Years ago (and in seemingly another career lifetime), the organization I led was subject to periodic quality audits by our clients. A team of client representatives would invade our space, require documents, observe processes, interview staff, and measure things we didn’t always know were being measured. One of the auditors’ objectives was to uncover any quality breaches that would trigger contracted financial penalties. Even when we felt well prepared, these events produced a high degree of tension. Most of the auditors lacked any sense of humor whatsoever. We tried.
On one particular occasion, one of the auditors allowed a bit of personal interaction. When I asked how he landed in this specific occupation he replied,
“When I was a college student I landed a summer groundskeeping job at a world-renowned golf course. This course was known for its creative re-design to keep it fresh as well as its precise attention to detail. I will never forget the perpetual policy emphasis:
“NOBODY walks past a weed. Anyone, from executives to student employees were subject to discipline if they walked across the property and did not pull a visible weed. I learned a lot about the costs and the benefits of excellence that are important to me today.”
Business leadership lessons learned:
Leaders must lead visibly.
In other words, a business leader’s “video must match their audio.” To establish a culture of excellence, leaders must recognize that their teams pay much more attention to their behavior than to their words. Any discrepancy between them opens the door for cynicism, loss of trust and diminished quality. “Culture eats policy for lunch.”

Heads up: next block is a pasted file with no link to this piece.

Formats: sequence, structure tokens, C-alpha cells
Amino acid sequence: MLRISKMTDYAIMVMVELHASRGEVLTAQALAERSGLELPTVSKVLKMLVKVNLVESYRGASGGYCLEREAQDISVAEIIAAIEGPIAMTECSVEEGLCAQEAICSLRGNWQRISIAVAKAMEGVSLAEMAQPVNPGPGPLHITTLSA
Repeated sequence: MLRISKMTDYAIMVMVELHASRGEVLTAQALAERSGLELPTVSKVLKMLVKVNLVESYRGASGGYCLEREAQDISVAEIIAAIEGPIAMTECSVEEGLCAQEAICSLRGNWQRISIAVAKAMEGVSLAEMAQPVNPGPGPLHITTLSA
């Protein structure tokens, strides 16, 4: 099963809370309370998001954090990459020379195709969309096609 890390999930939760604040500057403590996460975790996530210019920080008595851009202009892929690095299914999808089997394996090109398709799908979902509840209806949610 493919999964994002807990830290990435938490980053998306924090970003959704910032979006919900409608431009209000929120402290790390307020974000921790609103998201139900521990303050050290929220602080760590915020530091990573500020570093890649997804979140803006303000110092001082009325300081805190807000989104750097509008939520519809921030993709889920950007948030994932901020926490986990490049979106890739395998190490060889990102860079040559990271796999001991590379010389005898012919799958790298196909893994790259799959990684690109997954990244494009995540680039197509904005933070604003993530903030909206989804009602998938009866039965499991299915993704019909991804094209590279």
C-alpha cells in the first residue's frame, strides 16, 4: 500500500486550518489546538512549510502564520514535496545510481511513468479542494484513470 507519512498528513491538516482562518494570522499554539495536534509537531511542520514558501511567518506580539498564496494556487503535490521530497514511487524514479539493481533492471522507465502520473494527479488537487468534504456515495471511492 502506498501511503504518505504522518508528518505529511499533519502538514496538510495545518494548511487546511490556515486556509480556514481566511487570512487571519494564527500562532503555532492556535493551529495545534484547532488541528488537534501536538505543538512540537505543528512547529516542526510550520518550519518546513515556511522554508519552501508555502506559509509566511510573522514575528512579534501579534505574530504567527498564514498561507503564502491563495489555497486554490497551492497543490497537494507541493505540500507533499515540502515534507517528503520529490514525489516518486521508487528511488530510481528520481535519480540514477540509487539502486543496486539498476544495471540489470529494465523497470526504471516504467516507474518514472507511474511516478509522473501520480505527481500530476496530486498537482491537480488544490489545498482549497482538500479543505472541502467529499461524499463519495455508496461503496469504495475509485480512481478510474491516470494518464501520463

External feedback is crucial.
If you don’t access external feedback, you start to believe your own press. We tend to be so close to that which we lead that it is easy to lose perspective and miss both opportunities and threats. Teams that repeat the same internal stories (echo silos) and automatically apply time-worn procedures (blind spots) need a fresh look. Audits can be painful but they make us better. Leaders who are transparent with trusted external peers or executive coaches can continue to learn and grow.
Creativity and attention to detail are not mutually exclusive.
Healthy organizations embrace the tension between new ideas and meticulous adherence to metrics. Creativity minus detail leads to sloppiness and perceived incompetence. Excessive attention to detail minus creativity leads to extinction as the world changes. Both are necessary for excellence.
Sometimes picking weeds is therapeutic.
Leaders must be able to tolerate ambiguity without either making reflexive decisions or falling prey to paralysis by analysis. During times when answers are unclear and there is no obvious direct correlation between effort and outcome, it can be helpful for leaders to take a deep breath, walk across the fairway so to speak, and do something concrete like pulling a weed. Then use that momentum to re-look at the problem.
One of the best ways to reduce weeds is to grow healthy, thick grass.
Yes, there are weeds. Sometimes the weeds are people. Deal with them. But remember to focus upon and reinforce that which is healthy and growing. Some team members will never be creative. Some will never get excited about spreadsheets. Find ways for the whole of your team to maximize strengths and provide bench strength to cover for individual weaknesses.
The teams you lead will respond when offered opportunities to operate within their sweet spots. You’ll pass the audits. Gulp at what you continue to learn. And you’ll get better at important work.